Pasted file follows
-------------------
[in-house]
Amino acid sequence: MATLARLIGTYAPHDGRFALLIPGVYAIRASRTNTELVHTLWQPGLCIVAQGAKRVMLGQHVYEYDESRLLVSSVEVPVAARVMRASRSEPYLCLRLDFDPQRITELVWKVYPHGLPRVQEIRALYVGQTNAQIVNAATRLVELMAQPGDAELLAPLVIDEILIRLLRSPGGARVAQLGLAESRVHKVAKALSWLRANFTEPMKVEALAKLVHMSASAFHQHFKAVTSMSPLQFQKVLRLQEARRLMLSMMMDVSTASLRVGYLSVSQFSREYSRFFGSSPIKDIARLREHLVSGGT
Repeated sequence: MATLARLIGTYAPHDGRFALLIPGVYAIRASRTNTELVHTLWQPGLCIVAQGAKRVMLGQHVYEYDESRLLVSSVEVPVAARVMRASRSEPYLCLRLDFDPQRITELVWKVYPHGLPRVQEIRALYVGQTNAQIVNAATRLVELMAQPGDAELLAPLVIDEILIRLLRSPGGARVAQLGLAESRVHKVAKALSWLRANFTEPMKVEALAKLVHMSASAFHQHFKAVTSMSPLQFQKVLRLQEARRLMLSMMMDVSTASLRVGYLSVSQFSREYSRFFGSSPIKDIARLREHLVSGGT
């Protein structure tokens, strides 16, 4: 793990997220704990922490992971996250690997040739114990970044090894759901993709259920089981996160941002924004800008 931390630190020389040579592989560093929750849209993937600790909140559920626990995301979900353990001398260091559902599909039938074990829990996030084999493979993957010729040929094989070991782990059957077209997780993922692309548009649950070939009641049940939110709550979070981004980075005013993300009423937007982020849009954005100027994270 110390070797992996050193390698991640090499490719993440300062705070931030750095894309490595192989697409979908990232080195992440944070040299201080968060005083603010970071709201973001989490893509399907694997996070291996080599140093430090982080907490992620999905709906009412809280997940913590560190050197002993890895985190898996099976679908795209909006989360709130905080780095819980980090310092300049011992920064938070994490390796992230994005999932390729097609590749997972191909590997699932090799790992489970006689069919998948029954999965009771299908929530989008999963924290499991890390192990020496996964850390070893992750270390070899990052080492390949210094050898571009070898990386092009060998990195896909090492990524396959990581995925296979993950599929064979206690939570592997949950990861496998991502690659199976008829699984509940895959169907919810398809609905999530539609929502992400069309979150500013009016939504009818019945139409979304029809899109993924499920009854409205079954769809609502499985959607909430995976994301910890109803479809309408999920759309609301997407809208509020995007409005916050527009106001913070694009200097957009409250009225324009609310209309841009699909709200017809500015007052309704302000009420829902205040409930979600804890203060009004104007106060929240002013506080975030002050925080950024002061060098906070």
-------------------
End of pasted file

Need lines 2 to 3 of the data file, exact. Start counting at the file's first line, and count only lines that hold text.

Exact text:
Amino acid sequence: MATLARLIGTYAPHDGRFALLIPGVYAIRASRTNTELVHTLWQPGLCIVAQGAKRVMLGQHVYEYDESRLLVSSVEVPVAARVMRASRSEPYLCLRLDFDPQRITELVWKVYPHGLPRVQEIRALYVGQTNAQIVNAATRLVELMAQPGDAELLAPLVIDEILIRLLRSPGGARVAQLGLAESRVHKVAKALSWLRANFTEPMKVEALAKLVHMSASAFHQHFKAVTSMSPLQFQKVLRLQEARRLMLSMMMDVSTASLRVGYLSVSQFSREYSRFFGSSPIKDIARLREHLVSGGT
Repeated sequence: MATLARLIGTYAPHDGRFALLIPGVYAIRASRTNTELVHTLWQPGLCIVAQGAKRVMLGQHVYEYDESRLLVSSVEVPVAARVMRASRSEPYLCLRLDFDPQRITELVWKVYPHGLPRVQEIRALYVGQTNAQIVNAATRLVELMAQPGDAELLAPLVIDEILIRLLRSPGGARVAQLGLAESRVHKVAKALSWLRANFTEPMKVEALAKLVHMSASAFHQHFKAVTSMSPLQFQKVLRLQEARRLMLSMMMDVSTASLRVGYLSVSQFSREYSRFFGSSPIKDIARLREHLVSGGT